How much did these failed development deals cost?
3 On Your Side collaborated with Mississippi Today to answer that question, poring through city council and federal housing records as well as hundreds of newspaper articles and WLBT archives.
Our analysis found that city, state and federal agencies plus developers spent or committed around $51 million to revitalize properties on that street
More than $10 million of that came from Mississippi taxpayers, with most of that for the entertainment district.
“We needed to know whether we felt that JRA was still serving the interest of the city of Jackson as a body. Was it simply an equation of putting new people on there or was it the idea that we need a new structure?"
One year after Watkins’ lease was terminated, the U.S Dept. Of Housing and Urban Development determined the city didn’t meet national guidelines to get that federal funding.
As a result, the city had to pay $1.5 million back to HUD, money originally used to buy parcels on Farish Street for the failed entertainment district.
The HUD investigation revealed something else, too: a lack of oversight from the city, which was supposed to monitor JRA’s spending.
That fiasco served as one of many things Jackson Mayor Chokwe Antar Lumumba considered before appointing new members to the JRA board.
“There was a lot to consider with JRA. I’ll be honest with you. One, we needed to know whether we felt that JRA was still serving the interest of the city of Jackson as a body. Was it simply an equation of putting new people on there or was it the idea that we need a new structure, we need a new entity that may do it in-house?" Lumumba said.
Our investigation uncovered evidence that JRA also failed to follow state law with its own members.
Minutes from JRA meetings show that, when a board member’s term expired, they remained.
In some cases, this lasted for months.
JRA leadership even allowed those with expired terms to attend meetings and vote as if they were current members.
State law says expired members cannot serve any more than 90 days past their term limit...and if they do, their vote is invalid.
Our investigation revealed Kemba Ware-Taylor, whose term expired in August of 2018, not only continued to attend JRA meetings, but also voted and participated in those meetings for four months before the board took away those privileges in February of this year.
The board did not have a quorum for a meeting in January.
3 On Your Side started attending JRA meetings in May, and after videotaping a few of them, the JRA board decided in September to ban cameras or recording equipment from its meetings without prior authorization.
“I wasn’t aware of that. I can understand a concern about not videotaping things where were going to be discussing something that could become part of a business negotiation but I’m disappointed to learn that they have a rule like that,” Jackson City Councilman Melvin Priester said.
Despite multiple attempts, JRA Chairman John Dinkins declined an interview for this story.
Dinkins told a city spokesperson that he declined the interview because he wants to be better briefed about Farish Street first, even though he’s been a JRA board member for four years, and Farish Street comes up often in their meetings.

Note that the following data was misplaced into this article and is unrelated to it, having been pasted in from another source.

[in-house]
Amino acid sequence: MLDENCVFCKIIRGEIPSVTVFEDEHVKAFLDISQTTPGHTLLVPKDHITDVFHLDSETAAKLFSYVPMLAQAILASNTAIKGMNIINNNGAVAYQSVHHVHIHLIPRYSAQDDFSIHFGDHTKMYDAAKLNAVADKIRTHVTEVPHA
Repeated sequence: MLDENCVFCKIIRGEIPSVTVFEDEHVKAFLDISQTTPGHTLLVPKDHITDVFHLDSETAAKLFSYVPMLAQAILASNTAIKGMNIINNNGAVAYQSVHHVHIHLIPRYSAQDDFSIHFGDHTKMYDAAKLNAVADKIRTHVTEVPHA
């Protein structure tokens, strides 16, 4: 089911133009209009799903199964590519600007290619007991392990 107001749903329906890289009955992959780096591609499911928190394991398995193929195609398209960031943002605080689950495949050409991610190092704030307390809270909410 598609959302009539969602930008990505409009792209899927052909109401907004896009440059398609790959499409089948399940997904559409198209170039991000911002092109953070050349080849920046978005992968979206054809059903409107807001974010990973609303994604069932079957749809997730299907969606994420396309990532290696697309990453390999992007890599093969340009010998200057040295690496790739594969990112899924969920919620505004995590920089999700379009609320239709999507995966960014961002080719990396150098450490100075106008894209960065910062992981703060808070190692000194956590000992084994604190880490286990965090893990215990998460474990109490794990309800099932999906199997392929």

Newly-appointed JRA Commissioner Jennifer Johnson declined an on-camera interview, but offered her opinion on what the future holds for the historic district.
“While I am not the current chairman, I would hope and expect [JRA’s] actions will include input from residents and business owners/leaders of the Farish Street community,” Johnson said. “These individuals and institutions are fully invested in the district, and any development plan should include them.”
Johnson said she hopes to have discussions with local business leaders and other entities associated with the district.
“It would be great to see a financially sound development that strikes the right balance between honoring the thriving business center that Farish Street was decades ago, and exploring how its history can serve as a catalyst for growth in a modern downtown Jackson and beyond," Johnson said.
Johnson also mentioned the need for greater transparency and honesty;
Meanwhile, Davis just tries to attend as many meetings as she can, both with the city and her own group, the Farish Street Communities of Shalom.
At a meeting last month, those voices held a familiar theme: community over commercialism, one property at a time.
“What gives me hope -- and again, I am really very hopeful -- is that we finally have an opportunity for a reboot and we can take advantage of some lessons that we have had to learn the hard way over the last 20-some-odd years," Priester said. "I think this is the golden age of the one-off event, the pop-up-festival, the event that doesn’t require a million dollars in start-up to have a chance.”
Davis said they’re seeing progress there, too, even if others can’t, because they don’t come there to see it for themselves.
“I think we are actually beginning to move forward and we’re just going to keep praying and keep walking and keep -- you know, our forefathers had to do it. They didn’t get things just sitting down, being still, and so we have to do it now. And that’s what we will do," Davis said.
Neither David Watkins nor his attorney Robert Gibbs responded to multiple requests for an interview for this story.
CORRECTION: An earlier version of the article stated JRA had to pay $1.5 million back to HUD, not the city.